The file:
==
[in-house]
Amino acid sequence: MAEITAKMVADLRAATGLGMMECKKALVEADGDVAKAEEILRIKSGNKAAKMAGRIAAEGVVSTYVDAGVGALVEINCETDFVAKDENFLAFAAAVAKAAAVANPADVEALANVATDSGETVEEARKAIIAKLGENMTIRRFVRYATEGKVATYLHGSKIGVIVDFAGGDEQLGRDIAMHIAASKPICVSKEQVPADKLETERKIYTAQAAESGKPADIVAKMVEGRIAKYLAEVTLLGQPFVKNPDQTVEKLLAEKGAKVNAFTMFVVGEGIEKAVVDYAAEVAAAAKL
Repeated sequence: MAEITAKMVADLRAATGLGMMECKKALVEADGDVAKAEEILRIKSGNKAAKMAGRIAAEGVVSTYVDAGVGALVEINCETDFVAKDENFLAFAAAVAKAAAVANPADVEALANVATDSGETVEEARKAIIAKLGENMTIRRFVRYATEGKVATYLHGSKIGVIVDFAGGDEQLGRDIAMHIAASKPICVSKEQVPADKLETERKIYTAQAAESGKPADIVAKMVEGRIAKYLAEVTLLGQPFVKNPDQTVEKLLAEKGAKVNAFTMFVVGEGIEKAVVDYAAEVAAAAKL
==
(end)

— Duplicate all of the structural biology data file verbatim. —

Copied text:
[in-house]
Amino acid sequence: MAEITAKMVADLRAATGLGMMECKKALVEADGDVAKAEEILRIKSGNKAAKMAGRIAAEGVVSTYVDAGVGALVEINCETDFVAKDENFLAFAAAVAKAAAVANPADVEALANVATDSGETVEEARKAIIAKLGENMTIRRFVRYATEGKVATYLHGSKIGVIVDFAGGDEQLGRDIAMHIAASKPICVSKEQVPADKLETERKIYTAQAAESGKPADIVAKMVEGRIAKYLAEVTLLGQPFVKNPDQTVEKLLAEKGAKVNAFTMFVVGEGIEKAVVDYAAEVAAAAKL
Repeated sequence: MAEITAKMVADLRAATGLGMMECKKALVEADGDVAKAEEILRIKSGNKAAKMAGRIAAEGVVSTYVDAGVGALVEINCETDFVAKDENFLAFAAAVAKAAAVANPADVEALANVATDSGETVEEARKAIIAKLGENMTIRRFVRYATEGKVATYLHGSKIGVIVDFAGGDEQLGRDIAMHIAASKPICVSKEQVPADKLETERKIYTAQAAESGKPADIVAKMVEGRIAKYLAEVTLLGQPFVKNPDQTVEKLLAEKGAKVNAFTMFVVGEGIEKAVVDYAAEVAAAAKL